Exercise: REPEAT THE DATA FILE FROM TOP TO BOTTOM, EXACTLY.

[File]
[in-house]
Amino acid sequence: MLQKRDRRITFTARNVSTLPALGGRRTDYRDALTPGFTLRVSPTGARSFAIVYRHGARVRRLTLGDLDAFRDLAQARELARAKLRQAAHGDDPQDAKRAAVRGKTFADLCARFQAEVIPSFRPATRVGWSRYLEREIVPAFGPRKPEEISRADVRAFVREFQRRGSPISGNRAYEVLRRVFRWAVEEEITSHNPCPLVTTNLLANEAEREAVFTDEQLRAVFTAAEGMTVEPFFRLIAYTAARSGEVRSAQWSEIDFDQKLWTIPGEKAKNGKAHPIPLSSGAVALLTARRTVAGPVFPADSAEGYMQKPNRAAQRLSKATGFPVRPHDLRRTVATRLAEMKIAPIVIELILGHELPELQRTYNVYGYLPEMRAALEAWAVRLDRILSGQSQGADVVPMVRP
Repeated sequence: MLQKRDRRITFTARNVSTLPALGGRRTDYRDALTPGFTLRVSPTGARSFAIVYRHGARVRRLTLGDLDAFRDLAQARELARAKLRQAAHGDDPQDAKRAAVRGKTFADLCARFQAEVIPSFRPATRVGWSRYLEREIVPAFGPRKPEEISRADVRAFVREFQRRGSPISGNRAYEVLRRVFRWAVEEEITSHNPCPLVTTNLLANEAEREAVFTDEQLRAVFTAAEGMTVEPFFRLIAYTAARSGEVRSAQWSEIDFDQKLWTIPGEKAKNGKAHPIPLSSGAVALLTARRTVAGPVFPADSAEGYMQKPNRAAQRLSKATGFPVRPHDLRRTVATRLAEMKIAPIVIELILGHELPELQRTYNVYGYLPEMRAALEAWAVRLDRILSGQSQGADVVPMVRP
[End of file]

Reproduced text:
[in-house]
Amino acid sequence: MLQKRDRRITFTARNVSTLPALGGRRTDYRDALTPGFTLRVSPTGARSFAIVYRHGARVRRLTLGDLDAFRDLAQARELARAKLRQAAHGDDPQDAKRAAVRGKTFADLCARFQAEVIPSFRPATRVGWSRYLEREIVPAFGPRKPEEISRADVRAFVREFQRRGSPISGNRAYEVLRRVFRWAVEEEITSHNPCPLVTTNLLANEAEREAVFTDEQLRAVFTAAEGMTVEPFFRLIAYTAARSGEVRSAQWSEIDFDQKLWTIPGEKAKNGKAHPIPLSSGAVALLTARRTVAGPVFPADSAEGYMQKPNRAAQRLSKATGFPVRPHDLRRTVATRLAEMKIAPIVIELILGHELPELQRTYNVYGYLPEMRAALEAWAVRLDRILSGQSQGADVVPMVRP
Repeated sequence: MLQKRDRRITFTARNVSTLPALGGRRTDYRDALTPGFTLRVSPTGARSFAIVYRHGARVRRLTLGDLDAFRDLAQARELARAKLRQAAHGDDPQDAKRAAVRGKTFADLCARFQAEVIPSFRPATRVGWSRYLEREIVPAFGPRKPEEISRADVRAFVREFQRRGSPISGNRAYEVLRRVFRWAVEEEITSHNPCPLVTTNLLANEAEREAVFTDEQLRAVFTAAEGMTVEPFFRLIAYTAARSGEVRSAQWSEIDFDQKLWTIPGEKAKNGKAHPIPLSSGAVALLTARRTVAGPVFPADSAEGYMQKPNRAAQRLSKATGFPVRPHDLRRTVATRLAEMKIAPIVIELILGHELPELQRTYNVYGYLPEMRAALEAWAVRLDRILSGQSQGADVVPMVRP